“Many of them believe that every black man is a Nigerian. They see Nigeria as a continent and not just a country. Whenever any black man commits an offence, they say he is a Nigerian.
“When I came here, there was a guy that came in with a three-month visa. When the visa expired, he absconded instead of making efforts to renew it.
“Those are the kinds of people who commit most of the crimes. They always run away from the police and do nothing than drinking.
“Sharjah is where you find many Nigerians. It is like a community for Nigerians and what most of them do is to drink with the females, doing all sorts of stuff.”
Corroborating Ezekiel’s remarks, a Dubai resident, who gave his name simply as Segun, said: “Why they prefer some other African nationals to Nigerians is the attitude of our boys.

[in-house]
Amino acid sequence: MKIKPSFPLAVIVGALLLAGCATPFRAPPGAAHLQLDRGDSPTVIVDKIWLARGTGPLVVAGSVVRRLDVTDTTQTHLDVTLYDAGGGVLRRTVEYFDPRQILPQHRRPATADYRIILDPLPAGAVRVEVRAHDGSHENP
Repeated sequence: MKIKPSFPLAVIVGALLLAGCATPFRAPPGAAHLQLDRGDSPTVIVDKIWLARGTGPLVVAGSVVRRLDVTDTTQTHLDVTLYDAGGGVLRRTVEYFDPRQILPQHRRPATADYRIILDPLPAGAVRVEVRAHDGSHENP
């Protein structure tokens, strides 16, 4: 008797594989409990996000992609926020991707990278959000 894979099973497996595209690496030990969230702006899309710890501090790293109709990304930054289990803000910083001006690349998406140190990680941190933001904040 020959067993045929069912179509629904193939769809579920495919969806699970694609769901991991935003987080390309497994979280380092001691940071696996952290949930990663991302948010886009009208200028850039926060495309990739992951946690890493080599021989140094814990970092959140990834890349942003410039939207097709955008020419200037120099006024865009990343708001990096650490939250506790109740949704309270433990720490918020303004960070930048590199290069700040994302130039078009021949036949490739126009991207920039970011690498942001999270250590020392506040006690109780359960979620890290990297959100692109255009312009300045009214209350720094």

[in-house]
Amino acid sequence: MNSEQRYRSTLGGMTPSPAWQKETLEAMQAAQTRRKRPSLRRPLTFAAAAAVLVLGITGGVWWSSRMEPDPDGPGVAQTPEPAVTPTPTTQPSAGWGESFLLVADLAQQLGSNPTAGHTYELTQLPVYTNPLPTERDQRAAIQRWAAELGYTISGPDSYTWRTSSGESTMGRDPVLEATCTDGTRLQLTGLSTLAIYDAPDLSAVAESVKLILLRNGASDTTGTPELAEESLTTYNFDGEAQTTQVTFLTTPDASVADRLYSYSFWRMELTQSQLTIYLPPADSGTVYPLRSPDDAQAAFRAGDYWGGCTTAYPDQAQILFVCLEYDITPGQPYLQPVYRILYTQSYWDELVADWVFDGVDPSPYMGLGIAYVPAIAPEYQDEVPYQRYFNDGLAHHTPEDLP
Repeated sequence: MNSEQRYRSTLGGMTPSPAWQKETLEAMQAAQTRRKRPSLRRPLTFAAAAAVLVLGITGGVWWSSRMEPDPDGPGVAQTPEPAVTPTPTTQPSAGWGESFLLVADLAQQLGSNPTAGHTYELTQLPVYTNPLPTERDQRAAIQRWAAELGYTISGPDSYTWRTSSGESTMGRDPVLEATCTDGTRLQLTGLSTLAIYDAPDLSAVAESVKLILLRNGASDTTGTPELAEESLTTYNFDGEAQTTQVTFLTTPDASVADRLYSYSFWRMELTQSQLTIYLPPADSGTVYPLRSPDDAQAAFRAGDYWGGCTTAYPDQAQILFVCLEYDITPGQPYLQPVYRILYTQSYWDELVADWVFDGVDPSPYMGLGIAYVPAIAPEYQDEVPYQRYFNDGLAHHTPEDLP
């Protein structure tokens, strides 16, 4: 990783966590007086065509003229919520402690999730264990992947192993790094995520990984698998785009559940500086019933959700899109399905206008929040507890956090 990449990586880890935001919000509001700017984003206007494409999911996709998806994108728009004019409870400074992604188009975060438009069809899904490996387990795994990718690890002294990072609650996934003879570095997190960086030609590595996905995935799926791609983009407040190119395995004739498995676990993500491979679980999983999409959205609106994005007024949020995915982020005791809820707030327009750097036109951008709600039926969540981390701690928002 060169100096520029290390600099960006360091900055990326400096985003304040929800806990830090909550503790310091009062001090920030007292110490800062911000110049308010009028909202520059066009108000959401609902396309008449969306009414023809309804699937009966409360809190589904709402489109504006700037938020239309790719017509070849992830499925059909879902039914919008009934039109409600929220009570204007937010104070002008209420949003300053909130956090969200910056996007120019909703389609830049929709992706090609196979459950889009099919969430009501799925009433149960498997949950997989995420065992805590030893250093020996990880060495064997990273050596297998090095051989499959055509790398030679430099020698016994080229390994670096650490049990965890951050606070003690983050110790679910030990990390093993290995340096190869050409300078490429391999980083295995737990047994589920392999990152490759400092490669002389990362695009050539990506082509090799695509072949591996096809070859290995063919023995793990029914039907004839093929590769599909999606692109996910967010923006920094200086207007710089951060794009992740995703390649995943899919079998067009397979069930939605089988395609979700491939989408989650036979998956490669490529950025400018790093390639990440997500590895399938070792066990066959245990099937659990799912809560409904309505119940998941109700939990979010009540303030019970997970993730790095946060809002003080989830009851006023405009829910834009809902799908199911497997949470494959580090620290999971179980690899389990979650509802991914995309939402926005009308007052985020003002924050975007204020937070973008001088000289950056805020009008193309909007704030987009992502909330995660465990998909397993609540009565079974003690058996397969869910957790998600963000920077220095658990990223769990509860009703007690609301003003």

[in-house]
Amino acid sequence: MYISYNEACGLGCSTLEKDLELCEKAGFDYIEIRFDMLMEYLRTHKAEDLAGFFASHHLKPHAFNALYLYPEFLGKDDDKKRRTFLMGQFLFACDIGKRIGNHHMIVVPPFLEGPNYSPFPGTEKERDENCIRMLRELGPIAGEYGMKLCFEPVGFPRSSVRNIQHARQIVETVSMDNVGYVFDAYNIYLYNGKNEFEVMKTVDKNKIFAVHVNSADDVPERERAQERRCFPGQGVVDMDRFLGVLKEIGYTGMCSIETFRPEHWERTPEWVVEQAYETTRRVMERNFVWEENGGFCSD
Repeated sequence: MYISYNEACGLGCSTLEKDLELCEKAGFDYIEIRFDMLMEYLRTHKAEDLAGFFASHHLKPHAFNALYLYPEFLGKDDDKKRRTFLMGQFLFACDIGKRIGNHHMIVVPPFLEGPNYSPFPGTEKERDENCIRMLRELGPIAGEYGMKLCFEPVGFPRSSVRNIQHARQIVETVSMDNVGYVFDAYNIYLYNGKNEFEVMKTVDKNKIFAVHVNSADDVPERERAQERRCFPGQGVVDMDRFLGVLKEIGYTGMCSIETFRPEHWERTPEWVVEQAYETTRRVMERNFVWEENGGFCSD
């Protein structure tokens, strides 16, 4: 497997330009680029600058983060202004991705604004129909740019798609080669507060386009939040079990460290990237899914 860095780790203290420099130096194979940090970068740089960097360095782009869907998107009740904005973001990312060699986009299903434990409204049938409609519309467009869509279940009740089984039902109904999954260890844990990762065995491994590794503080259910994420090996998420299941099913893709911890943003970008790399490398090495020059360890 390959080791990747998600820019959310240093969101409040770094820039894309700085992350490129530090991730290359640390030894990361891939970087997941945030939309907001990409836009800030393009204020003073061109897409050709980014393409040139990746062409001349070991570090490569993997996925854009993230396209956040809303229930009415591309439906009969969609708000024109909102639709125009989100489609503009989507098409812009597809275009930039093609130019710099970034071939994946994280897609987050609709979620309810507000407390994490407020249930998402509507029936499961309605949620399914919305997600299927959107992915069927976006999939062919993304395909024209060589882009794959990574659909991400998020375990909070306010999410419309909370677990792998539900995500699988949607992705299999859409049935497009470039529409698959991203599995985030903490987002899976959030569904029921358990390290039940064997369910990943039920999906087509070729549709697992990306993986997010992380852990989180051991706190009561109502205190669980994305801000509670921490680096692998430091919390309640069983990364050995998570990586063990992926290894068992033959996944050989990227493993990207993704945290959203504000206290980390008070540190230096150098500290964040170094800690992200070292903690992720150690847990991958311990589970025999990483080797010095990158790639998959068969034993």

Most of them want to make quick money. are doing here. They do leave those guys for some time because they know that they will confiscate all they have at the end of the day. There is no way they can take any of those things out of Dubai.”
He added: “Some of them don’t have any qualification and want to come here to make quick money. Here, they pay according to your qualification and level.
“People from other African countries come with good qualifications and experience. At times, there would be job vacancies for only Africans, but as soon as they see Nigerians, they keep them aside and interview nationals of other African countries, telling the Nigerians to go away.
“There are so many challenges for our brothers here. Most of them are not doing well at all.